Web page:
This history of Long Street
(believed to be written about 1930) is among the family papers of
Mrs. J. C. Robbins and Mrs. Cecil Smith of Aberdeen.
|The history of the Long
Church begins in the Highlands of Scotland, a stern and rugged land,
harsh climate, and hard living conditions developed a strong and sturdy
race while the picturesque beauty of her heather-covered hills, deep
and lovely lakes inspired noble thoughts and daring deeds.
Christianity came to the Highlanders in its early simplicity from Nanian at Whithorn and Colomba on the Isle of Iona. These people had a deep religious faith and adhered staunchly to it. In the isolation of the mountains, the clans grew and flourished with that intense loyalty to kith and kin, so marked the characteristic of the race. For centuries they struggled for freedom, often unsuccessfully. Such were the Highlanders from whom came the early settlers of the Cape Fear section of North Carolina. After the battle of Culloden in 1746, when George II gave "the rebellious Scots a chance to save themselves from the cruel sword of the Duke of Cumberland by a special oath of allegiance never to take up arms against the English Crown and by taking up residence in one of the English colonies," great numbers came to the Cape Fear section.
Long Street seems to have been a favored spot. Here they found rolling hills covered with virgin forests of pine, long fertile valleys, well-watered good grazing, an abundance of game and the finest climate in the world. In 1756, the Yadkin Road, leading west from Cross Creek, over the Old Buffalo Trail was well established. This was the Long Street from which the church takes its name.
Another road running north and south crossed the Yadkin River near the present site of the Long Street Church. West of the road leading north about 300 yards from the present location of the church was a log tavern and not far away stood a larger long building, the home of Alexander McKay. Here the Reverend Hugh McAden was entertained on the memorable occasion of his first visit. Let me Quote from "Old Bethesda" . . .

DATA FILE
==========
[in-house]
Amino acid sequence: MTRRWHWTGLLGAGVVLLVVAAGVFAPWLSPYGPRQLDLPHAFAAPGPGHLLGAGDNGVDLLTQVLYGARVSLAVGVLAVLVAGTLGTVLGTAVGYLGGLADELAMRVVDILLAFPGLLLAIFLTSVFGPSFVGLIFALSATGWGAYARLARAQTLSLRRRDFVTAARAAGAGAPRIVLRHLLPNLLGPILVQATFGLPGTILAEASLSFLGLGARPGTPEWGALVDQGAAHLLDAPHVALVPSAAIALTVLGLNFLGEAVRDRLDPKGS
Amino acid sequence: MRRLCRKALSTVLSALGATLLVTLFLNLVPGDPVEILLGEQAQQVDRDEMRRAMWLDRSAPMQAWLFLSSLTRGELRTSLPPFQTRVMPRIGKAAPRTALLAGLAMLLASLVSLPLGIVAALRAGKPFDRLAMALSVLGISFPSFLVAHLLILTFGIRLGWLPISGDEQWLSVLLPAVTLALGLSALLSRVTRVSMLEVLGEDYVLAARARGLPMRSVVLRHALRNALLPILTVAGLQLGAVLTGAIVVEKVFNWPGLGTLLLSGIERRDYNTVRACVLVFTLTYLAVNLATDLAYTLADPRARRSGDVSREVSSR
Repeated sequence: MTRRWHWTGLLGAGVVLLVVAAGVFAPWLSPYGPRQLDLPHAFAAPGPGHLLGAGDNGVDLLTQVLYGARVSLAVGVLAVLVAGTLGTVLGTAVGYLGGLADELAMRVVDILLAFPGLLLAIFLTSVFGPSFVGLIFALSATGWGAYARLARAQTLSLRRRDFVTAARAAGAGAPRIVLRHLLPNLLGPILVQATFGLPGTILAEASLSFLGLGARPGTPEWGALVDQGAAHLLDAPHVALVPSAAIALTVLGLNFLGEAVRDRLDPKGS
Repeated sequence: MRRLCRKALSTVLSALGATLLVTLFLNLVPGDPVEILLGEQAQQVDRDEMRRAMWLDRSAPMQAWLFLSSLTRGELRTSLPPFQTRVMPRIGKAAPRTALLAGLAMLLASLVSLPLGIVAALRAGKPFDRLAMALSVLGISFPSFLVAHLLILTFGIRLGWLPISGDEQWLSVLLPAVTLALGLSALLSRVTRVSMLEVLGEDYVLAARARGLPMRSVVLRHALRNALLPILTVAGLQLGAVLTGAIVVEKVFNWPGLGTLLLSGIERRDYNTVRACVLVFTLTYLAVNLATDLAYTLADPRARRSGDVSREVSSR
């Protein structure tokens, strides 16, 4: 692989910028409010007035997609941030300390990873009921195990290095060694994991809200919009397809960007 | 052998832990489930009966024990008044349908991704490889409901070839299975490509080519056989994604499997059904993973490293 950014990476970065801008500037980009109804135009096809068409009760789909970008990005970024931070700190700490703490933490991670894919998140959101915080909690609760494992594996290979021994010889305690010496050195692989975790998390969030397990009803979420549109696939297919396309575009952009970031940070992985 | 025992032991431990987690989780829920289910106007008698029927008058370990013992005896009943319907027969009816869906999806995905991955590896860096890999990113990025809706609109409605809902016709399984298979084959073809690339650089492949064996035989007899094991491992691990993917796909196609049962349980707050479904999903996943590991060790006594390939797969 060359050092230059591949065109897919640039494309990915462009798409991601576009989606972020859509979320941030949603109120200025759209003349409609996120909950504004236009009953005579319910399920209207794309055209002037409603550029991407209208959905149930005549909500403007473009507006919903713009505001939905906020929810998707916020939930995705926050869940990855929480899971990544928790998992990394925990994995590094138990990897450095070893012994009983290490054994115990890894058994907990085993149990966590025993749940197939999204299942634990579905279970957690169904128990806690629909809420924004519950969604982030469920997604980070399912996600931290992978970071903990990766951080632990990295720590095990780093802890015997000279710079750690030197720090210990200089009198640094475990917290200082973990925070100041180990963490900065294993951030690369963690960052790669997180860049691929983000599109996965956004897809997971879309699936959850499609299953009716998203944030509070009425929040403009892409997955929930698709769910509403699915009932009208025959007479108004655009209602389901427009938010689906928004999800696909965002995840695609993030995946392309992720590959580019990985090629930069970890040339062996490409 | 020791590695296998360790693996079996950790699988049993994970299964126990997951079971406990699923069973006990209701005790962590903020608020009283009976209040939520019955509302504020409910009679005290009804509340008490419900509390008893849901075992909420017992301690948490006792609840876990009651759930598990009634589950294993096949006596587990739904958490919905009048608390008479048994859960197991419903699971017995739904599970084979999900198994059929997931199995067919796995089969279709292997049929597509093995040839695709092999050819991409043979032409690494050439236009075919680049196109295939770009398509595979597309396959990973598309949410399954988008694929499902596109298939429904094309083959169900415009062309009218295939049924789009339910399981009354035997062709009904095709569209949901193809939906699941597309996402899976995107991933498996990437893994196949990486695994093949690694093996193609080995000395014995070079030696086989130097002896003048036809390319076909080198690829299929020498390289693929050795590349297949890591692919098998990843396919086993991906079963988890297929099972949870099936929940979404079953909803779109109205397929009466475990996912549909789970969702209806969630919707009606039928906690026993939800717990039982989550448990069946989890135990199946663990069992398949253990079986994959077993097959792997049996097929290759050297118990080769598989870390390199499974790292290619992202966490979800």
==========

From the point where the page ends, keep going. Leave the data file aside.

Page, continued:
"In June 1755, the Reverend Hugh McAden, the first Presbyterian Missionary set out on his long horseback ride from Pennsylvania over the ‘Great Wagon Road’ to North Carolina to examine the field to which the Presbytery assigned him. Six months later in January of 1756, he arrived at Long Street. Seeing a group of young Highlanders in hunting dress gathered near the tavern to quench their thirst after the day’s hunt, he stopped to ask his way and in so doing he saw close by, the house he sought, the home of Alexander McKay. Here he turned in and asked for a night’s lodging and a chance to preach to the Highlanders."
Mr. McAden says in the Journal: "Wednesday, January 28, 1756 - Rode up to Alexander McKay’s on the Yadkin Road, 30 miles; Thursday - preached to a small congregation, mostly Highlanders, who were very much obliged to me for coming and highly pleased with my discourse - though, alas, I am afraid it was all feigned and hypocritical." His reasons for thinking this was that some passed the night at the tavern nearby, drinking and using strong language. These people had no minister since coming to the colonies. This service in January 1756 marked the founding of the Long Street Church. Impressed by this spiritual destitution, Mr. McAden, who was not yet ordained, returned to Pennsylvania and persuaded his friend, Reverend James Campbell to come to the region of the Cape Fear River.